The #1 suggestion that you'll hear at a race or local riding spot if you're switching to a new bike, or if you have never touched a single thing on your suspension, is to set your "sag." Why does this "sag" matter so much? So when we are talking about rear-end sag on your motorcycle, there are three important measurements that, if done correctly they can play a big part in deciphering the bikes handling characteristics. First, you want to lift the rear wheel off the ground by placing the motorcycle on a center stand (keeping the bike secure with the rear tire off the ground) to get full extension of the rear wheel. Some shocks will extend the rear wheel travel even further if you put pressure on the end of the swingarm down toward the ground. Then you'll notice the travel returning to its resting spot once released; this is caused by an internal shock top out spring, but we won't worry about this detail for simply setting rider sag.
After the rear wheel is in the air at its resting position, you will want to find two consistent points on the rear end of the motorcycle to measure your maximum travel. Two popular spots to measure from are the center of the rear axle and the seam where the rear fender meets the rear side number plate. Be careful with loose or floppy plastics because if your measuring point on the plastic is inconsistent then your final #'s will also be inconsistent, also be sure to use the exact same spot on the plastic, vice versa with measuring near the center of the rear axle. Once we know what our full extension length is, now it's time to set the motorcycle straight up & down on the ground, lightly keeping the bike from tipping over to measure the static sag/free sag from the same two points that were measured to get the full extension travel.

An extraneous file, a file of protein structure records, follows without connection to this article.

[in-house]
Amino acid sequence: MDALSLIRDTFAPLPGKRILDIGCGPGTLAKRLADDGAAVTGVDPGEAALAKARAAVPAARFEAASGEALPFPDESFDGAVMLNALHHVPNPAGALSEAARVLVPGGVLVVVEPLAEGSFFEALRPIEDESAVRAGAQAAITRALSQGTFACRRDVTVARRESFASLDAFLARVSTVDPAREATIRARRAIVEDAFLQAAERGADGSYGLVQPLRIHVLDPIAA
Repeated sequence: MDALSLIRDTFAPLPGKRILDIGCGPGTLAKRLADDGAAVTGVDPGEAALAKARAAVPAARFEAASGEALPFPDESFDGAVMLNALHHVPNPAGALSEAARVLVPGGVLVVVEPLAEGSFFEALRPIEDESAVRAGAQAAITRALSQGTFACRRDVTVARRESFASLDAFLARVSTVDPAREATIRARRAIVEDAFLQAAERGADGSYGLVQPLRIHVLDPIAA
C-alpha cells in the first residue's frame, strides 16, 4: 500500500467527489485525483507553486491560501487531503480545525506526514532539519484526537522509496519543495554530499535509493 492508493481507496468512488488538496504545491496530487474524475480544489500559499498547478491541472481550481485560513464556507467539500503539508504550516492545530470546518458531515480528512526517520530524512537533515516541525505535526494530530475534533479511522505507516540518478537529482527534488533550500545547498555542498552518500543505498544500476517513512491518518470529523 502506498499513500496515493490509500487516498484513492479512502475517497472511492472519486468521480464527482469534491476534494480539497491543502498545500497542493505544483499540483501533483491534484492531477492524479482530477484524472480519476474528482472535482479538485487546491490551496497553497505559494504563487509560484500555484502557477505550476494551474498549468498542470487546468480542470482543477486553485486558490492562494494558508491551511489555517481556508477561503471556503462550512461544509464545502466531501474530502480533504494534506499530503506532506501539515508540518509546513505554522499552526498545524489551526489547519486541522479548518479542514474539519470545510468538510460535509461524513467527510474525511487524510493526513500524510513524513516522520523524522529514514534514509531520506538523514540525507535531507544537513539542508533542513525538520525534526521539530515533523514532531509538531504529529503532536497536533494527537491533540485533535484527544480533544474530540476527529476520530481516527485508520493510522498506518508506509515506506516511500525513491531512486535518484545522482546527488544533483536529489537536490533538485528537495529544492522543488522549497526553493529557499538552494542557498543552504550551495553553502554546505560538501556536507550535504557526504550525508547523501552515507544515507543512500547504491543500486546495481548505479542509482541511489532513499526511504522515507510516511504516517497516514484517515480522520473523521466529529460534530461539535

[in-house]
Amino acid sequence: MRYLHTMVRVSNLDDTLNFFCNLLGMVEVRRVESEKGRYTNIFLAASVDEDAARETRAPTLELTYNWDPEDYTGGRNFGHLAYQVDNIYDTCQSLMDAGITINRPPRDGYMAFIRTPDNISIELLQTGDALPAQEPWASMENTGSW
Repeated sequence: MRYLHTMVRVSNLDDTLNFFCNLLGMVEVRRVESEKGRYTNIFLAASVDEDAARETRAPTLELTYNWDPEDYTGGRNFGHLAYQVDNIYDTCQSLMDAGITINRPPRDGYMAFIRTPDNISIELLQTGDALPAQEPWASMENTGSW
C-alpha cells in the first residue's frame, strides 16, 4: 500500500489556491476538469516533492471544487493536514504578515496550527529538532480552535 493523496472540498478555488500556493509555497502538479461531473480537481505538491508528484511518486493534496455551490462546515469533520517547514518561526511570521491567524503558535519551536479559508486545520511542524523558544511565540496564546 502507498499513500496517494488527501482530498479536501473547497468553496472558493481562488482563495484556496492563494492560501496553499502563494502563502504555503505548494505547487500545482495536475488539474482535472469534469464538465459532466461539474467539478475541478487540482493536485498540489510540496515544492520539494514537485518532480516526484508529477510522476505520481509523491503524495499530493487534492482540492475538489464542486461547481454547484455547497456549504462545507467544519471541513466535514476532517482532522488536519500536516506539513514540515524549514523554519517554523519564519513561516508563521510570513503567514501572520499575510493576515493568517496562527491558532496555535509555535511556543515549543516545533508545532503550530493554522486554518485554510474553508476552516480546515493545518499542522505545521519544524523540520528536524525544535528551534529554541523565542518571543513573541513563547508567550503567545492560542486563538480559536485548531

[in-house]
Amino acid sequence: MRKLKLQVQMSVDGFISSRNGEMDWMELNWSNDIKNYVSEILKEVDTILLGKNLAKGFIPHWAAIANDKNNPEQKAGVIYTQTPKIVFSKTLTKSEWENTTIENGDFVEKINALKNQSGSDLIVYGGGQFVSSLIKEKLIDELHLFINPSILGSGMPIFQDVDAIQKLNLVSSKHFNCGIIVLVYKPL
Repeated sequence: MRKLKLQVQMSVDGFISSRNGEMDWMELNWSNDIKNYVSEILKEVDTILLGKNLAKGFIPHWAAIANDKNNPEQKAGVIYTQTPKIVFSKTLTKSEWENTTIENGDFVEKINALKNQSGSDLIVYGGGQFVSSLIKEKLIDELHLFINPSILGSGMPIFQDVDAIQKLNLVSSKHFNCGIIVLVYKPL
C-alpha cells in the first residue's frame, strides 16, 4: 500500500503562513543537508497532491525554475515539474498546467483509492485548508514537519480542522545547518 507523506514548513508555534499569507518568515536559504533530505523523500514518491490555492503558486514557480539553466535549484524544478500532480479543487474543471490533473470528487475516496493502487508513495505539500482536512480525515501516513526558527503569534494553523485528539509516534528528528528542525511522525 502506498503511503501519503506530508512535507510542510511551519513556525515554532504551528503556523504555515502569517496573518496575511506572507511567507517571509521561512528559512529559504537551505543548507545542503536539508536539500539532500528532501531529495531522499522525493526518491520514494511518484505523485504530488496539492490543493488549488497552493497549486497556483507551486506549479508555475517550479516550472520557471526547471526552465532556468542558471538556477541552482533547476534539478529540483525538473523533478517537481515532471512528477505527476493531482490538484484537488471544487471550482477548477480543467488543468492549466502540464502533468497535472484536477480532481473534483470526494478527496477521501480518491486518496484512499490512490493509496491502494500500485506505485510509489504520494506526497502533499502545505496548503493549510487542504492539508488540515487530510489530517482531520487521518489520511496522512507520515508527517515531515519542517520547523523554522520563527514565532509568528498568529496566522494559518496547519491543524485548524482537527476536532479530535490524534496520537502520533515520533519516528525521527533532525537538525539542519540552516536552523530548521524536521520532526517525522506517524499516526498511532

Measuring Static Sag can be important when deciding whether to use a lighter or stiffer spring than what is on the shock currently for the rider, in order to get the correct static sag reading, first give the rear end of the seat a gentle push down for the shock to find its resting point, and if your shock is bouncing around like an untamed spring, then you have bigger problems that the correct sag won't solve. In the second step, once the shock has extended itself to a resting point, you must measure from the two consistent points on the motorcycle that we recently discussed and write down your measurement, for example, if at full extension with the bike on the center stand measures 200mm and with the bike on the ground you get 170mm then you have a static sag of 30mm because that's how much the rear end has lowered (sag) with your current spring/preload setting.
Yes, bad linkage/pivot bearings can throw your numbers off, so it is recommended addressing that first before worrying about static or rider sag. Static sag can also be used as a reference number for rider sag if you don't have the help needed from other people to measure rider sag. An example would be if you have proven that a 35mm static sag gets you a rider sag of 105mm, then simply checking static sag will give you peace of mind if you're in doubt about sag numbers after getting your shock serviced. The example recently discussed is only correct if you use the same riding gear and weigh within a very close range of the same body weight, yes if you just ate a big breakfast, your weight will be off, but for most riders, this shouldn't be an issue on the way the motorcycle handles for you one day to the next.